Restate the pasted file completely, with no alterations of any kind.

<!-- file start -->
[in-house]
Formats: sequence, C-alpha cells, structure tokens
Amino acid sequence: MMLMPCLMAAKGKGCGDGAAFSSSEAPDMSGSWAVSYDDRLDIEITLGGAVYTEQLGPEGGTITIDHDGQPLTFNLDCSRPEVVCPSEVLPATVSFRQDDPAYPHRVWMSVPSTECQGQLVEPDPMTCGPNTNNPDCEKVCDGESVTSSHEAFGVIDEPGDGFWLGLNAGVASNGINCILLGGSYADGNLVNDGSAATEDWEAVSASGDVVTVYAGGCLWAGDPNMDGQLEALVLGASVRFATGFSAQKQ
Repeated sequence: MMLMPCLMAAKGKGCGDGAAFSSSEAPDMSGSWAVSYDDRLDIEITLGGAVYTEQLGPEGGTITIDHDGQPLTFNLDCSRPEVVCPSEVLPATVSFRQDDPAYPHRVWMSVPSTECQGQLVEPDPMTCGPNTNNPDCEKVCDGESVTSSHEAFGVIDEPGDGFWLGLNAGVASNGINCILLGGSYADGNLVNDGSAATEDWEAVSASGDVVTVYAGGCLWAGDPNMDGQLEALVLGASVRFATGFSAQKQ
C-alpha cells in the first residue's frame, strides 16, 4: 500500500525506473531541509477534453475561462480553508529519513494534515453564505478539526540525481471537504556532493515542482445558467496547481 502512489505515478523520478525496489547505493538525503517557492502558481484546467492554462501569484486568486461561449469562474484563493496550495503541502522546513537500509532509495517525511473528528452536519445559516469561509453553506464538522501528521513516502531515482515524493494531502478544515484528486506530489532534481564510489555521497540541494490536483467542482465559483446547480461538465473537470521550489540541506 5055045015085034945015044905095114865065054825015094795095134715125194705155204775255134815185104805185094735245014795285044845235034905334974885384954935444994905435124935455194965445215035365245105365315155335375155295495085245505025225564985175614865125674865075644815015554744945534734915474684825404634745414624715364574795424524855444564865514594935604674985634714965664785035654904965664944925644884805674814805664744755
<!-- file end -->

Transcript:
[in-house]
Formats: sequence, C-alpha cells, structure tokens
Amino acid sequence: MMLMPCLMAAKGKGCGDGAAFSSSEAPDMSGSWAVSYDDRLDIEITLGGAVYTEQLGPEGGTITIDHDGQPLTFNLDCSRPEVVCPSEVLPATVSFRQDDPAYPHRVWMSVPSTECQGQLVEPDPMTCGPNTNNPDCEKVCDGESVTSSHEAFGVIDEPGDGFWLGLNAGVASNGINCILLGGSYADGNLVNDGSAATEDWEAVSASGDVVTVYAGGCLWAGDPNMDGQLEALVLGASVRFATGFSAQKQ
Repeated sequence: MMLMPCLMAAKGKGCGDGAAFSSSEAPDMSGSWAVSYDDRLDIEITLGGAVYTEQLGPEGGTITIDHDGQPLTFNLDCSRPEVVCPSEVLPATVSFRQDDPAYPHRVWMSVPSTECQGQLVEPDPMTCGPNTNNPDCEKVCDGESVTSSHEAFGVIDEPGDGFWLGLNAGVASNGINCILLGGSYADGNLVNDGSAATEDWEAVSASGDVVTVYAGGCLWAGDPNMDGQLEALVLGASVRFATGFSAQKQ
C-alpha cells in the first residue's frame, strides 16, 4: 500500500525506473531541509477534453475561462480553508529519513494534515453564505478539526540525481471537504556532493515542482445558467496547481 502512489505515478523520478525496489547505493538525503517557492502558481484546467492554462501569484486568486461561449469562474484563493496550495503541502522546513537500509532509495517525511473528528452536519445559516469561509453553506464538522501528521513516502531515482515524493494531502478544515484528486506530489532534481564510489555521497540541494490536483467542482465559483446547480461538465473537470521550489540541506 5055045015085034945015044905095114865065054825015094795095134715125194705155204775255134815185104805185094735245014795285044845235034905334974885384954935444994905435124935455194965445215035365245105365315155335375155295495085245505025225564985175614865125674865075644815015554744945534734915474684825404634745414624715364574795424524855444564865514594935604674985634714965664785035654904965664944925644884805674814805664744755